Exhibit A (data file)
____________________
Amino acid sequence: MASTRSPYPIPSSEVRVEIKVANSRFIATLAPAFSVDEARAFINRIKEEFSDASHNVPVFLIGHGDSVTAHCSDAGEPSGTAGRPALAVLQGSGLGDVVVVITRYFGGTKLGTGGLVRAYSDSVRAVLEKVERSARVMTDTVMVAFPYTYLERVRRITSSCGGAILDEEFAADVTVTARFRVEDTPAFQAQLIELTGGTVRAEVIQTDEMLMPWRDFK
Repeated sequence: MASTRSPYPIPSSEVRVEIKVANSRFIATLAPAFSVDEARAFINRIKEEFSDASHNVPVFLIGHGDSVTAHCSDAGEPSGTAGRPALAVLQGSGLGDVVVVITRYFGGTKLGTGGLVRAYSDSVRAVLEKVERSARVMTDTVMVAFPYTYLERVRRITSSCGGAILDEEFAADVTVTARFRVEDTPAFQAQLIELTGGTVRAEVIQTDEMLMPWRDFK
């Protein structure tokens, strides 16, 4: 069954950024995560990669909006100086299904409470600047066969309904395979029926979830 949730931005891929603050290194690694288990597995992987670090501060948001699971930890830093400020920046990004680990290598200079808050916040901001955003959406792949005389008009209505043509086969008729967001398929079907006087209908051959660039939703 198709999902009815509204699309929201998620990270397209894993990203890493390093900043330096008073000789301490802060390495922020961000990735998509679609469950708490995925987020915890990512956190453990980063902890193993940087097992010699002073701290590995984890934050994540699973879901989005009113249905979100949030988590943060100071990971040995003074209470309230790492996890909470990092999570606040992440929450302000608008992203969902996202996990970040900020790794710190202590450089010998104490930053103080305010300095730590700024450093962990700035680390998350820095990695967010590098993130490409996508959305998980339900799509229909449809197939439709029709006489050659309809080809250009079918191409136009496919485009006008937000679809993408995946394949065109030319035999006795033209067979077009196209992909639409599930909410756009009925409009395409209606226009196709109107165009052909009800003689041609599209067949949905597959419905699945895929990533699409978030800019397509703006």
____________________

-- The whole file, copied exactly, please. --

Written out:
Amino acid sequence: MASTRSPYPIPSSEVRVEIKVANSRFIATLAPAFSVDEARAFINRIKEEFSDASHNVPVFLIGHGDSVTAHCSDAGEPSGTAGRPALAVLQGSGLGDVVVVITRYFGGTKLGTGGLVRAYSDSVRAVLEKVERSARVMTDTVMVAFPYTYLERVRRITSSCGGAILDEEFAADVTVTARFRVEDTPAFQAQLIELTGGTVRAEVIQTDEMLMPWRDFK
Repeated sequence: MASTRSPYPIPSSEVRVEIKVANSRFIATLAPAFSVDEARAFINRIKEEFSDASHNVPVFLIGHGDSVTAHCSDAGEPSGTAGRPALAVLQGSGLGDVVVVITRYFGGTKLGTGGLVRAYSDSVRAVLEKVERSARVMTDTVMVAFPYTYLERVRRITSSCGGAILDEEFAADVTVTARFRVEDTPAFQAQLIELTGGTVRAEVIQTDEMLMPWRDFK
């Protein structure tokens, strides 16, 4: 069954950024995560990669909006100086299904409470600047066969309904395979029926979830 949730931005891929603050290194690694288990597995992987670090501060948001699971930890830093400020920046990004680990290598200079808050916040901001955003959406792949005389008009209505043509086969008729967001398929079907006087209908051959660039939703 198709999902009815509204699309929201998620990270397209894993990203890493390093900043330096008073000789301490802060390495922020961000990735998509679609469950708490995925987020915890990512956190453990980063902890193993940087097992010699002073701290590995984890934050994540699973879901989005009113249905979100949030988590943060100071990971040995003074209470309230790492996890909470990092999570606040992440929450302000608008992203969902996202996990970040900020790794710190202590450089010998104490930053103080305010300095730590700024450093962990700035680390998350820095990695967010590098993130490409996508959305998980339900799509229909449809197939439709029709006489050659309809080809250009079918191409136009496919485009006008937000679809993408995946394949065109030319035999006795033209067979077009196209992909639409599930909410756009009925409009395409209606226009196709109107165009052909009800003689041609599209067949949905597959419905699945895929990533699409978030800019397509703006």